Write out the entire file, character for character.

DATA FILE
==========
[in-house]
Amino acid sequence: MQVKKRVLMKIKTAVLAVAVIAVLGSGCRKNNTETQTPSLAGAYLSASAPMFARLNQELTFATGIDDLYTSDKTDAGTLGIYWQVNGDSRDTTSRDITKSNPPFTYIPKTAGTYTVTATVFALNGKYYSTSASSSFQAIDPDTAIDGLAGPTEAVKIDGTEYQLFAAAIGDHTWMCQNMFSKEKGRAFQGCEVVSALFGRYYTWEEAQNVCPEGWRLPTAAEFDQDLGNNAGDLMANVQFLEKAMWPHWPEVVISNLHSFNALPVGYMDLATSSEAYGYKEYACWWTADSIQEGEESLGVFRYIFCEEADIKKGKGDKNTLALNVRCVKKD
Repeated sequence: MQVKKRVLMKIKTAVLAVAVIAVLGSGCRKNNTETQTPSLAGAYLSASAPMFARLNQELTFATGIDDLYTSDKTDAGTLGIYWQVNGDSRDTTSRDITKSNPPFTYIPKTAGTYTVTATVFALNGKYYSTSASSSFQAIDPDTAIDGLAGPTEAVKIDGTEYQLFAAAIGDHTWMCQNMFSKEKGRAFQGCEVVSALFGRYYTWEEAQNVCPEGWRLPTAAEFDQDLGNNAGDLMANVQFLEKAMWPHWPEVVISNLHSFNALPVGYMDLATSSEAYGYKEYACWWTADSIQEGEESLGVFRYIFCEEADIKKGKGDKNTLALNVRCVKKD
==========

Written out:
[in-house]
Amino acid sequence: MQVKKRVLMKIKTAVLAVAVIAVLGSGCRKNNTETQTPSLAGAYLSASAPMFARLNQELTFATGIDDLYTSDKTDAGTLGIYWQVNGDSRDTTSRDITKSNPPFTYIPKTAGTYTVTATVFALNGKYYSTSASSSFQAIDPDTAIDGLAGPTEAVKIDGTEYQLFAAAIGDHTWMCQNMFSKEKGRAFQGCEVVSALFGRYYTWEEAQNVCPEGWRLPTAAEFDQDLGNNAGDLMANVQFLEKAMWPHWPEVVISNLHSFNALPVGYMDLATSSEAYGYKEYACWWTADSIQEGEESLGVFRYIFCEEADIKKGKGDKNTLALNVRCVKKD
Repeated sequence: MQVKKRVLMKIKTAVLAVAVIAVLGSGCRKNNTETQTPSLAGAYLSASAPMFARLNQELTFATGIDDLYTSDKTDAGTLGIYWQVNGDSRDTTSRDITKSNPPFTYIPKTAGTYTVTATVFALNGKYYSTSASSSFQAIDPDTAIDGLAGPTEAVKIDGTEYQLFAAAIGDHTWMCQNMFSKEKGRAFQGCEVVSALFGRYYTWEEAQNVCPEGWRLPTAAEFDQDLGNNAGDLMANVQFLEKAMWPHWPEVVISNLHSFNALPVGYMDLATSSEAYGYKEYACWWTADSIQEGEESLGVFRYIFCEEADIKKGKGDKNTLALNVRCVKKD